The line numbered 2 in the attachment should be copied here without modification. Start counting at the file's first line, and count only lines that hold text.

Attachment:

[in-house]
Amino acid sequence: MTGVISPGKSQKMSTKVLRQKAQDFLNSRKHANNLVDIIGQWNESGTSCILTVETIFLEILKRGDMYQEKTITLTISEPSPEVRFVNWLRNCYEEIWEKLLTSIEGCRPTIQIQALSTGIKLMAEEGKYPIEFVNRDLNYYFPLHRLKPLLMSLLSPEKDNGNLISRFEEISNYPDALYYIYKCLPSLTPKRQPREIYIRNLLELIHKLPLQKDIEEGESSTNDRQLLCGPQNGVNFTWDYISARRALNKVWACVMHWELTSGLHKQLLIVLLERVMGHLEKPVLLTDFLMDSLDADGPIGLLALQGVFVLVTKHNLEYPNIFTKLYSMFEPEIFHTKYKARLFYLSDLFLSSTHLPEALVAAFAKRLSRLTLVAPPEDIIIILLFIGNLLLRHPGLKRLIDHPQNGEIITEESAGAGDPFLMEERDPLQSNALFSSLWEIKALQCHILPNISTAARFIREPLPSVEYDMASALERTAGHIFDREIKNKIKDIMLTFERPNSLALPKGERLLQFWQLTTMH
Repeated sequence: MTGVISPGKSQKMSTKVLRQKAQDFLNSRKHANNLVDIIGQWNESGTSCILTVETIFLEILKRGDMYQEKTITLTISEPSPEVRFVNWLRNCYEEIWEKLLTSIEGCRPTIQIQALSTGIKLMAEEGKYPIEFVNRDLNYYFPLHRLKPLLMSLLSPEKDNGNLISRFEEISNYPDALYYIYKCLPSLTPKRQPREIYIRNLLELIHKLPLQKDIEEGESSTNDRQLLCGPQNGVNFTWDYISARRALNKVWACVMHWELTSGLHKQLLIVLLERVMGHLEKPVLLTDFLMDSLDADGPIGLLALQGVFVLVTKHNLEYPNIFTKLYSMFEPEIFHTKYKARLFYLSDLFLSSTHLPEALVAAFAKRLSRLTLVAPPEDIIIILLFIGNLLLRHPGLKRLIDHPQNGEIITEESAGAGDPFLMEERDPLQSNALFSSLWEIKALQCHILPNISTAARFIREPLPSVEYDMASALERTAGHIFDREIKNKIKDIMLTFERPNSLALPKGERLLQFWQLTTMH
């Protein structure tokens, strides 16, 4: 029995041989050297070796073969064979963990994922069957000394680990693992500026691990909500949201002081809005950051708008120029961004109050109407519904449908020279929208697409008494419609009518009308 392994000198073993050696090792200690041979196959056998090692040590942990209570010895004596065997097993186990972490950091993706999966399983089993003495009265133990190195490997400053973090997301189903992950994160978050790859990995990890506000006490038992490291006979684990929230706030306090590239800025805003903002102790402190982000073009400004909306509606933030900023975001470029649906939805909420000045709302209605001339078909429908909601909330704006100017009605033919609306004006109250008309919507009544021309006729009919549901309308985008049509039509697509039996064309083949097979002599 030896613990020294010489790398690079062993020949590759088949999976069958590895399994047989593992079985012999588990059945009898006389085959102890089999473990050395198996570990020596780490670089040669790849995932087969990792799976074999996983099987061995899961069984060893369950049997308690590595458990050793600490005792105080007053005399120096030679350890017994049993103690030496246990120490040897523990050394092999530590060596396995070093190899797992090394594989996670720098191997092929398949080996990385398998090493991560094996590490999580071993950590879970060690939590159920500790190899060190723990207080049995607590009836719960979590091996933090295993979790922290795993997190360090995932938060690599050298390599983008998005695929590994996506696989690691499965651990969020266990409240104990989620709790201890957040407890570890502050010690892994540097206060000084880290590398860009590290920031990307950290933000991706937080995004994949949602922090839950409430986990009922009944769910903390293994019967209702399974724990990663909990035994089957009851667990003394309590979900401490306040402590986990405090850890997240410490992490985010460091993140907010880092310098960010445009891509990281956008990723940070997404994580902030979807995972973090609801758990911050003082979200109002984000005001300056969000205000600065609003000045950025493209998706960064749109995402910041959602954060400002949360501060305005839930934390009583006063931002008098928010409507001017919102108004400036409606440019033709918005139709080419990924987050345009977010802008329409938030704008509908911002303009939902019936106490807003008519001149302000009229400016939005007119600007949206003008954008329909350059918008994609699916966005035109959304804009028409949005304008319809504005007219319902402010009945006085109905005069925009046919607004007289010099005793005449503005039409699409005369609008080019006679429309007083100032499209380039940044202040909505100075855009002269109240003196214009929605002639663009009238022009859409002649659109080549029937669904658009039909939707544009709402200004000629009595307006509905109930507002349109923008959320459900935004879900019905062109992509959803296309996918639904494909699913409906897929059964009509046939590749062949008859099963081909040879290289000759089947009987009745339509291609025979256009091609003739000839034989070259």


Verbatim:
Amino acid sequence: MTGVISPGKSQKMSTKVLRQKAQDFLNSRKHANNLVDIIGQWNESGTSCILTVETIFLEILKRGDMYQEKTITLTISEPSPEVRFVNWLRNCYEEIWEKLLTSIEGCRPTIQIQALSTGIKLMAEEGKYPIEFVNRDLNYYFPLHRLKPLLMSLLSPEKDNGNLISRFEEISNYPDALYYIYKCLPSLTPKRQPREIYIRNLLELIHKLPLQKDIEEGESSTNDRQLLCGPQNGVNFTWDYISARRALNKVWACVMHWELTSGLHKQLLIVLLERVMGHLEKPVLLTDFLMDSLDADGPIGLLALQGVFVLVTKHNLEYPNIFTKLYSMFEPEIFHTKYKARLFYLSDLFLSSTHLPEALVAAFAKRLSRLTLVAPPEDIIIILLFIGNLLLRHPGLKRLIDHPQNGEIITEESAGAGDPFLMEERDPLQSNALFSSLWEIKALQCHILPNISTAARFIREPLPSVEYDMASALERTAGHIFDREIKNKIKDIMLTFERPNSLALPKGERLLQFWQLTTMH